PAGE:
Would it continue to push wire past and start a birds nest, its getting the balance between feeding well but a little slip if necessary.
     
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  3. Pete.

    Pete. Member

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    Good point Chris, I'll leave it smooth and give the machine a try.
     
  4. Richard.

    Richard. Member

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    Knurled rollers are really designed to grip cored wire. On solid wire they make shavings
     
  5. Pete.

    Pete. Member

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    Well, it's done and it works a lot better than I thought it ever would. Here's what I've done.

    I removed the spring in the swan neck after I found out that the new liner passes right through no problem. It was looking a little scabby anyway.

    pocketmig (1).jpg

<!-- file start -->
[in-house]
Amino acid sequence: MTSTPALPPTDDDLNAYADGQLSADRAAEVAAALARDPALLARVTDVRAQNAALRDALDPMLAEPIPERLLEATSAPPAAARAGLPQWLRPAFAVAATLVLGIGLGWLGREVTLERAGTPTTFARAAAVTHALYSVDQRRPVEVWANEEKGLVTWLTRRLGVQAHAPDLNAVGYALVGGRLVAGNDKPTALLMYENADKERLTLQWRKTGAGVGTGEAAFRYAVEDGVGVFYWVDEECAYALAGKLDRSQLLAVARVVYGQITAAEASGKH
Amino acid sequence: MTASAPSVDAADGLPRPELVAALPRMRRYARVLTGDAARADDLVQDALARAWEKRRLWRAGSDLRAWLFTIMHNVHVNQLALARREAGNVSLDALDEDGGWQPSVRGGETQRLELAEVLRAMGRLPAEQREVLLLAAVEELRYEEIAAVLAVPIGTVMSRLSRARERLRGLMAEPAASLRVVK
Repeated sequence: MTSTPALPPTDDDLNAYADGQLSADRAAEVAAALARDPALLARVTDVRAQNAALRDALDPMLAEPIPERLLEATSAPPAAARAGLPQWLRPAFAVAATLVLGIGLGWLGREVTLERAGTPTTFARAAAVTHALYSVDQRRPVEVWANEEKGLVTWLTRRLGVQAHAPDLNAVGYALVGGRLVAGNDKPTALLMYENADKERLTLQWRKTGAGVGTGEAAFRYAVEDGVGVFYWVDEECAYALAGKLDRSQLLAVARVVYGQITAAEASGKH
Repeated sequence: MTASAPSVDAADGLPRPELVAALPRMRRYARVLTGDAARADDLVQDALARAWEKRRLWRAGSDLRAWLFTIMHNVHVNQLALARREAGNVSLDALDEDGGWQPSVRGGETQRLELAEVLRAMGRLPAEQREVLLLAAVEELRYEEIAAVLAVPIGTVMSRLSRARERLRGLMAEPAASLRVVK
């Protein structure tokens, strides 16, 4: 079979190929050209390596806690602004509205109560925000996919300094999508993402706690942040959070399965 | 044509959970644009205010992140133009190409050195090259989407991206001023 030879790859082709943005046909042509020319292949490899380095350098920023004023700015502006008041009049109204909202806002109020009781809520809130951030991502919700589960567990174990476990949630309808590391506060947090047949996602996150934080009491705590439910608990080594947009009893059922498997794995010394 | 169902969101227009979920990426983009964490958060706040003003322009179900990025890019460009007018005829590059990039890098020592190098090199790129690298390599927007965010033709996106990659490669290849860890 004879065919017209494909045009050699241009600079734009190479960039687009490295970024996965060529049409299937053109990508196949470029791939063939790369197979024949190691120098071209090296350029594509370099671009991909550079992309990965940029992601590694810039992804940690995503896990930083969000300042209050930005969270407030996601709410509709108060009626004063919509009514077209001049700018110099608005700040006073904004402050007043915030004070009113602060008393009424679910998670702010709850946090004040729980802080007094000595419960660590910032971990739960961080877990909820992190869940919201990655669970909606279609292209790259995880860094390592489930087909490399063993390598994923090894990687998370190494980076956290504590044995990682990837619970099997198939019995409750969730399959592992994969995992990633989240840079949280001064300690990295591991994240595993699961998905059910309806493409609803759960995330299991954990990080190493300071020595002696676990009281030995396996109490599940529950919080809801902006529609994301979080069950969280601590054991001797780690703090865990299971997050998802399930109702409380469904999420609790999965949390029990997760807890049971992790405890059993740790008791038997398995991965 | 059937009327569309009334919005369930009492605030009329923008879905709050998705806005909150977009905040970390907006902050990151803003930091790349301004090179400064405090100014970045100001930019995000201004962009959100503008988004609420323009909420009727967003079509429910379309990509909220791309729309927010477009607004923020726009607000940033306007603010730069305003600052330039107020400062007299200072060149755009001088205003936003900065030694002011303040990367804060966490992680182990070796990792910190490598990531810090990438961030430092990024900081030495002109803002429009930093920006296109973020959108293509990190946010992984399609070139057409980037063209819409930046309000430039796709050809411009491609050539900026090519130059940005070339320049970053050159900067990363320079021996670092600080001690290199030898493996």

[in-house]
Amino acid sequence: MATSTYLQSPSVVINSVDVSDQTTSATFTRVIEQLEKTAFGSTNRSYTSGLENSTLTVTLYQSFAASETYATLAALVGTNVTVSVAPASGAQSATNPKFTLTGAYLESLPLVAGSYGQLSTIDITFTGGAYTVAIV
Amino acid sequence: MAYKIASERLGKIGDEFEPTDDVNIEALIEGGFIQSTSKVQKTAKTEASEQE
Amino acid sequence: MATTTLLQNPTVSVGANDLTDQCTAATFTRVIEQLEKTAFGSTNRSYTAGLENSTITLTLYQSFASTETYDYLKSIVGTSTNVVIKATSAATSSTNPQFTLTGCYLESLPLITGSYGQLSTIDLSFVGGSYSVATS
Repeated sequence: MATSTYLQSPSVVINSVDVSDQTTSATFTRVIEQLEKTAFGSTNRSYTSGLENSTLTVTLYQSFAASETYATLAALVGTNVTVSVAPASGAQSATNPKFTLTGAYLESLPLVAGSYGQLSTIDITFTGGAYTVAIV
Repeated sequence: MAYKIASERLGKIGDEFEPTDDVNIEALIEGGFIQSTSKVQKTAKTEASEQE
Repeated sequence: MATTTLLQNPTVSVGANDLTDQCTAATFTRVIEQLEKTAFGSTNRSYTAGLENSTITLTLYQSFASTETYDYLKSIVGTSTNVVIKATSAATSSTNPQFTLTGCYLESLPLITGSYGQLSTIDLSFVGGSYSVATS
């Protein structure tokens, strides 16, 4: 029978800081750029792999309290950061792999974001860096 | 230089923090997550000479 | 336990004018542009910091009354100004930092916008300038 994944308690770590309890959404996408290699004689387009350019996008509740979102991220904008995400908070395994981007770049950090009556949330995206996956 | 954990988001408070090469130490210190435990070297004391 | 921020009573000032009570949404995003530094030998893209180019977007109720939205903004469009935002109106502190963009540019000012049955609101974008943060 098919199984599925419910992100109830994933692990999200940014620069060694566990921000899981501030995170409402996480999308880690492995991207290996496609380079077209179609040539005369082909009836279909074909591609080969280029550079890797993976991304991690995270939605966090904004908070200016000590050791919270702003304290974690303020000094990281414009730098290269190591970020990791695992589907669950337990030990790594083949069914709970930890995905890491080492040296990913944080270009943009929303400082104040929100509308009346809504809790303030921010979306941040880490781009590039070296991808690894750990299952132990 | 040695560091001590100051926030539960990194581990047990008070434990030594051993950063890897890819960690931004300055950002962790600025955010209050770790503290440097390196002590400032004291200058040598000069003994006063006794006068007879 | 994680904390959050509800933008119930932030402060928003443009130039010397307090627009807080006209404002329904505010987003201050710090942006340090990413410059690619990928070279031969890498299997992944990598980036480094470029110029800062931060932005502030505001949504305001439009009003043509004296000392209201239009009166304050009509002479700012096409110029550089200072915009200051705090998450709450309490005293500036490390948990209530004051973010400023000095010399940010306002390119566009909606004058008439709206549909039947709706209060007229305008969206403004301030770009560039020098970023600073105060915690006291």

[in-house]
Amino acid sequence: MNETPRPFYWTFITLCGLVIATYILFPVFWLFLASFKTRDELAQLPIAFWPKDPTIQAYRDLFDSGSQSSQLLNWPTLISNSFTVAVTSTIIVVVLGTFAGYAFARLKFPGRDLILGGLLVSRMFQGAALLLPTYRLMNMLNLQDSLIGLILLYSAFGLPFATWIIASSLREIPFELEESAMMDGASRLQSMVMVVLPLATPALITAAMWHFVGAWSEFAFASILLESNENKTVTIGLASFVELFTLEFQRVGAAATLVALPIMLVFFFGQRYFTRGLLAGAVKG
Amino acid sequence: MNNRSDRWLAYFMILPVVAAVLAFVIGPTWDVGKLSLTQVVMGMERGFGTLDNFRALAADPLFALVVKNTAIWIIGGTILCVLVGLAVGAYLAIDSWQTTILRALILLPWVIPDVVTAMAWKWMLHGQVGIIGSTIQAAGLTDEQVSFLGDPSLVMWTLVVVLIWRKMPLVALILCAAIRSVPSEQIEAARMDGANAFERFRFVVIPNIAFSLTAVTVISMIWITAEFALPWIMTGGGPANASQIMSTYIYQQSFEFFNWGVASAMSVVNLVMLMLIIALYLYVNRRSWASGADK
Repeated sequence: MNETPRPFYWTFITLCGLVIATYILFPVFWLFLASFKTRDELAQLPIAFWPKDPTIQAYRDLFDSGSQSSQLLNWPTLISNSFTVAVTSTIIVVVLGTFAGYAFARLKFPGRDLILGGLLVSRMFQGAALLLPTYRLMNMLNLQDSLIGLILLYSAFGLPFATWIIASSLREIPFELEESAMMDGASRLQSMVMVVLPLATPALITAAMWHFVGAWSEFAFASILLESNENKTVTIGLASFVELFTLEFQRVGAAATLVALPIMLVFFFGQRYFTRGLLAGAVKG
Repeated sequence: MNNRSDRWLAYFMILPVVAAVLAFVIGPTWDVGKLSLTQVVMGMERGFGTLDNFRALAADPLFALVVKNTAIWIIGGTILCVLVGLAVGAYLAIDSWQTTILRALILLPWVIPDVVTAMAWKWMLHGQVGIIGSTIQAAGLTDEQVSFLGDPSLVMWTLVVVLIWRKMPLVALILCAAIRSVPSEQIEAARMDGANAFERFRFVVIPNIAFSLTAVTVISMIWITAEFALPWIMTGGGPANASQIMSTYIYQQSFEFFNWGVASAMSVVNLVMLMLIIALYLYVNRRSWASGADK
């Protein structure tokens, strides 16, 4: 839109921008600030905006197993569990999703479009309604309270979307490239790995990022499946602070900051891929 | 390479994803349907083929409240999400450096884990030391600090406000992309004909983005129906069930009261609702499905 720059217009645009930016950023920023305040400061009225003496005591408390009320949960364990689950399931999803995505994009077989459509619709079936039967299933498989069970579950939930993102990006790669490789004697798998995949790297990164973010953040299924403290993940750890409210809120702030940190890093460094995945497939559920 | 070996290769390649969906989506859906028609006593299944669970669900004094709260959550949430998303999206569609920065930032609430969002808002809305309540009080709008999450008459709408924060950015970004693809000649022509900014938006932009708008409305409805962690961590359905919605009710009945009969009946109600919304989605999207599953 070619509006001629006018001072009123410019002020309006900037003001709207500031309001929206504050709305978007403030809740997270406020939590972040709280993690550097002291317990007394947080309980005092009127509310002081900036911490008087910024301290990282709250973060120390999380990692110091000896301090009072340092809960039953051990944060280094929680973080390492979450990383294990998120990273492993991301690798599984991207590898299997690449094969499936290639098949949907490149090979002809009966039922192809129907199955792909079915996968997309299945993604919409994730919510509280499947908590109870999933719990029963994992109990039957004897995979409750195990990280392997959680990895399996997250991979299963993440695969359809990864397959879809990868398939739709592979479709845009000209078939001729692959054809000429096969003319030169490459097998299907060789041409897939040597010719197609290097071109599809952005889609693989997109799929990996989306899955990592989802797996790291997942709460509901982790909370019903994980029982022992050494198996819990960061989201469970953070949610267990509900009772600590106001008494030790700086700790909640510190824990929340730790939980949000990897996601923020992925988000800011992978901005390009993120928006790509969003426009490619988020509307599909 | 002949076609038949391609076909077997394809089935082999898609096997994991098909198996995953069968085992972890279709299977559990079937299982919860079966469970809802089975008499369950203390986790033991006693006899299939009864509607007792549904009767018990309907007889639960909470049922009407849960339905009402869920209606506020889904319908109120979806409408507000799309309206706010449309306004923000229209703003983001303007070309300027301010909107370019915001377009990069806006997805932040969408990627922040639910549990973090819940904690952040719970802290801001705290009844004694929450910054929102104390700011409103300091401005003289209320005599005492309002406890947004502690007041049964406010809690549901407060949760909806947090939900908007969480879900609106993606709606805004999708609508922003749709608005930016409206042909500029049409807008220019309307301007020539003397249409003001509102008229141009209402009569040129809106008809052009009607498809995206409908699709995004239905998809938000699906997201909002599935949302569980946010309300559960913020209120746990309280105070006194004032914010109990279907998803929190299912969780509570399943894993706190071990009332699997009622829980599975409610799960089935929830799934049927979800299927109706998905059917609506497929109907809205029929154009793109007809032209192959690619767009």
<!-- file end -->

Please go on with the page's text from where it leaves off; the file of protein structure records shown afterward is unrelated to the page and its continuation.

pocketmig (2).jpg

    The plastic coating on the liner just about went through too so I had an idea for both securing it in the torch head and sealing it for gas. I cut a spare bit off to test and put some heat shrink on the end of the plastic sleeve. That made it exactly the right size to screw into the thread where the fitting for the old plastic sleeve screwed in. All I had to do was cut the liner to the right length, grind a cone on the end and sleeve it the same. Works great and I put a couple of cable ties on the power lead for extra support.

    pocketmig (8).jpg